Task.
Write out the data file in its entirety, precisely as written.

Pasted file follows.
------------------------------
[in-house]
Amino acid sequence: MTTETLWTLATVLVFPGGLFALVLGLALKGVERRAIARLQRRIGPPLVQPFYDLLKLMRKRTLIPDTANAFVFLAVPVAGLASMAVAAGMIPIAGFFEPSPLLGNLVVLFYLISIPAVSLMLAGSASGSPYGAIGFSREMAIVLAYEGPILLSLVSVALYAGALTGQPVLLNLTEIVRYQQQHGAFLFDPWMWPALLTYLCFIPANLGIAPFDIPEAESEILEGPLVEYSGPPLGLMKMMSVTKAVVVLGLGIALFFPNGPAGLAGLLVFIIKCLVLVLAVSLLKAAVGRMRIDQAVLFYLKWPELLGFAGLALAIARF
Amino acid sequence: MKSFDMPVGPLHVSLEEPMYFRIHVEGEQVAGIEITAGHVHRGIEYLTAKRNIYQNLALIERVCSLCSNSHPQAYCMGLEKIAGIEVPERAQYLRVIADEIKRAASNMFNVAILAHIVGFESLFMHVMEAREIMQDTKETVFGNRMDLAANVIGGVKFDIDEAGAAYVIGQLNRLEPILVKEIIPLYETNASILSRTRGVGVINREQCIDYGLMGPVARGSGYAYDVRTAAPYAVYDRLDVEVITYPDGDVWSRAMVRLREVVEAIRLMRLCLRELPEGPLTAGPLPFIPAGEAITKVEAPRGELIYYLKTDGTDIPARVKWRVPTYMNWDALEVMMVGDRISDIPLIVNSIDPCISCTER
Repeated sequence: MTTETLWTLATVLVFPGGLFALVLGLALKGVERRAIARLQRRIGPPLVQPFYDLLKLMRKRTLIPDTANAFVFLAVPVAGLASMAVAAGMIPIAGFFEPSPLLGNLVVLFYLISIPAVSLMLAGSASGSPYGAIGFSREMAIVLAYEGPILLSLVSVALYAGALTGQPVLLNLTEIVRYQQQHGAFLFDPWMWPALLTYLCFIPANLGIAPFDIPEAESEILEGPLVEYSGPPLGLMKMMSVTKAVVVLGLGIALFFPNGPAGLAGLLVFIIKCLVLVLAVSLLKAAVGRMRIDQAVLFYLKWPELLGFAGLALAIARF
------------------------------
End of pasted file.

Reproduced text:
[in-house]
Amino acid sequence: MTTETLWTLATVLVFPGGLFALVLGLALKGVERRAIARLQRRIGPPLVQPFYDLLKLMRKRTLIPDTANAFVFLAVPVAGLASMAVAAGMIPIAGFFEPSPLLGNLVVLFYLISIPAVSLMLAGSASGSPYGAIGFSREMAIVLAYEGPILLSLVSVALYAGALTGQPVLLNLTEIVRYQQQHGAFLFDPWMWPALLTYLCFIPANLGIAPFDIPEAESEILEGPLVEYSGPPLGLMKMMSVTKAVVVLGLGIALFFPNGPAGLAGLLVFIIKCLVLVLAVSLLKAAVGRMRIDQAVLFYLKWPELLGFAGLALAIARF
Amino acid sequence: MKSFDMPVGPLHVSLEEPMYFRIHVEGEQVAGIEITAGHVHRGIEYLTAKRNIYQNLALIERVCSLCSNSHPQAYCMGLEKIAGIEVPERAQYLRVIADEIKRAASNMFNVAILAHIVGFESLFMHVMEAREIMQDTKETVFGNRMDLAANVIGGVKFDIDEAGAAYVIGQLNRLEPILVKEIIPLYETNASILSRTRGVGVINREQCIDYGLMGPVARGSGYAYDVRTAAPYAVYDRLDVEVITYPDGDVWSRAMVRLREVVEAIRLMRLCLRELPEGPLTAGPLPFIPAGEAITKVEAPRGELIYYLKTDGTDIPARVKWRVPTYMNWDALEVMMVGDRISDIPLIVNSIDPCISCTER
Repeated sequence: MTTETLWTLATVLVFPGGLFALVLGLALKGVERRAIARLQRRIGPPLVQPFYDLLKLMRKRTLIPDTANAFVFLAVPVAGLASMAVAAGMIPIAGFFEPSPLLGNLVVLFYLISIPAVSLMLAGSASGSPYGAIGFSREMAIVLAYEGPILLSLVSVALYAGALTGQPVLLNLTEIVRYQQQHGAFLFDPWMWPALLTYLCFIPANLGIAPFDIPEAESEILEGPLVEYSGPPLGLMKMMSVTKAVVVLGLGIALFFPNGPAGLAGLLVFIIKCLVLVLAVSLLKAAVGRMRIDQAVLFYLKWPELLGFAGLALAIARF